Really, I was terrible. I was dramatic in the style of a CW teen soap opera. I sobbed. I yelled. I accused. I slammed down the phone only to immediately hit re-dial over and over again, until I was met with an answer. I demanded attention, and the less of it I got, the louder I became. Ultimately, I didn't care what the person on the other side of the fence needed--I just wanted to win. But even when I got my way, I never really felt like I had won anything.
The older I get, the more I have begun to see fighting as less combative, and more as a shared determination to figure out a problem. We settle in, going back and forth, conducting an archaeological dig of every crevice of our conflict, until we both feel resolved. We may be on opposite sides of an issue, but we are aligned in our determination to get to the bottom of it--to fight for the relationship.
It's hard to try not to be defensive; to apologize when you're still angry, to stay open and connected when you would prefer to shut the other person out, fold yourself into a ball, and sulk. But the more I learn to tolerate the discomfort and stay present, the more I have begun to reap the benefits. After a good argument, I feel like I know the other person, and myself, in a deeper way, and I'm left with good, useful intel about how he and I both operate. It leaves me feeling like I know more of him and, therefore, have more of him to love.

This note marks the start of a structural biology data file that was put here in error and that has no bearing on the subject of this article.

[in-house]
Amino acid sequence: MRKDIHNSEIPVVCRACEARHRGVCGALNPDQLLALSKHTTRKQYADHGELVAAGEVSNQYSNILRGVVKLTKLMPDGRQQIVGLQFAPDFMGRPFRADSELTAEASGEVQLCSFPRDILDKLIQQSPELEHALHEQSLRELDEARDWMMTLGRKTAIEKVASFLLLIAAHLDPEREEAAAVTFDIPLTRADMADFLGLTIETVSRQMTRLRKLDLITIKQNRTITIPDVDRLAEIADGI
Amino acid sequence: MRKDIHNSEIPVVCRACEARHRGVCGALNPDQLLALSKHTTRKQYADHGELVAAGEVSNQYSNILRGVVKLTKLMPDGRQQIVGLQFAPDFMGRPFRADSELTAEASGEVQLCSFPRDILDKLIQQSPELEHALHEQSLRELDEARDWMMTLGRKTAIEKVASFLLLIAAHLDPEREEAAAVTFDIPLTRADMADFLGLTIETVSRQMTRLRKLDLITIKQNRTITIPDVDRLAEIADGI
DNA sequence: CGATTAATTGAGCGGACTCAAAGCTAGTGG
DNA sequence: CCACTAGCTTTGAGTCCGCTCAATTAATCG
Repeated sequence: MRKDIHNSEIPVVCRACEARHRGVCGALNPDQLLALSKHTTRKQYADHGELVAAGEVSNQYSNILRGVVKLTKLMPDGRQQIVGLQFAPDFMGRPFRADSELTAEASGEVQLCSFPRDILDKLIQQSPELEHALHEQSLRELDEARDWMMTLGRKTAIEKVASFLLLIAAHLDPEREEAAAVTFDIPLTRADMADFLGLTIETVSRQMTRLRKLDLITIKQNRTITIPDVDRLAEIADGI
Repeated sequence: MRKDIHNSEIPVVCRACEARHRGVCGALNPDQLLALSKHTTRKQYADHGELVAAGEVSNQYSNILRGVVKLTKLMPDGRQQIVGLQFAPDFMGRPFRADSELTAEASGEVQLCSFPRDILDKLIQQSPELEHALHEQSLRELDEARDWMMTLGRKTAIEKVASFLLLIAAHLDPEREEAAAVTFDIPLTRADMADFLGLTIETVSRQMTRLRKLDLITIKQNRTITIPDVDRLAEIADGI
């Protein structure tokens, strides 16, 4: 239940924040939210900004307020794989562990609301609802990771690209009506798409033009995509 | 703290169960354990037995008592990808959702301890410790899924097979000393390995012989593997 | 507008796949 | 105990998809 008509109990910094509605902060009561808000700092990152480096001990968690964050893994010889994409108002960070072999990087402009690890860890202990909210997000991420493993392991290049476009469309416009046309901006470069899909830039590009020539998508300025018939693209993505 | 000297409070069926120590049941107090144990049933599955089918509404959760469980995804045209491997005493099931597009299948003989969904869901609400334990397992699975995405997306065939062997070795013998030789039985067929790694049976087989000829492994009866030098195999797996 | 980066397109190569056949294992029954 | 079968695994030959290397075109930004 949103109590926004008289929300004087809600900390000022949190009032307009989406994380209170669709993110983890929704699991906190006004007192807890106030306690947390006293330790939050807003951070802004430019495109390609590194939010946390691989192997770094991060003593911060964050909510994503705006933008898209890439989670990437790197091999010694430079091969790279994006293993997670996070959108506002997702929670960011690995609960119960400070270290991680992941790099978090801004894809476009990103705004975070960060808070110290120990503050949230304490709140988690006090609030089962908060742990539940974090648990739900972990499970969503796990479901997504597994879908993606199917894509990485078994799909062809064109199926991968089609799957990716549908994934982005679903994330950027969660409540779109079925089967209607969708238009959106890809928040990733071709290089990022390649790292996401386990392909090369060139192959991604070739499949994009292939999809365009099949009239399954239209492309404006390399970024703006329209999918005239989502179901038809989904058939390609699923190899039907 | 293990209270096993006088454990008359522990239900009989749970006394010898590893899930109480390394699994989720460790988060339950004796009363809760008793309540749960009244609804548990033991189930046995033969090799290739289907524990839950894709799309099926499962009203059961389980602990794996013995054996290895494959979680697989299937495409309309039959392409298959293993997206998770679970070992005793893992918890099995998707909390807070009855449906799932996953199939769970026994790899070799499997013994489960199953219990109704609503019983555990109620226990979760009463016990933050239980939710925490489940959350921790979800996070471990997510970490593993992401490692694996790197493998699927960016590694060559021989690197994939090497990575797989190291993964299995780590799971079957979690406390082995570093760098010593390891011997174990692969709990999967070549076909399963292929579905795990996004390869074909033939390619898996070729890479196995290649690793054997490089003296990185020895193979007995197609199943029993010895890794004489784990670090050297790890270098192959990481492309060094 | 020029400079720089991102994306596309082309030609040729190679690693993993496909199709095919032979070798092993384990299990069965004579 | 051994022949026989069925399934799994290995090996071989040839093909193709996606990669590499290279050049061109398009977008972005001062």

Fighting fair means being honest, loving, respectful, and thorough. It means pushing the other person to communicate what he needs, and pushing yourself to hear and receive it. It means holding back the impulse to be unkind at the same time as you tell the real truth. It means remembering you are both good, kind people who are invested in figuring it out.
It is not easy, but nothing worth fighting for ever is.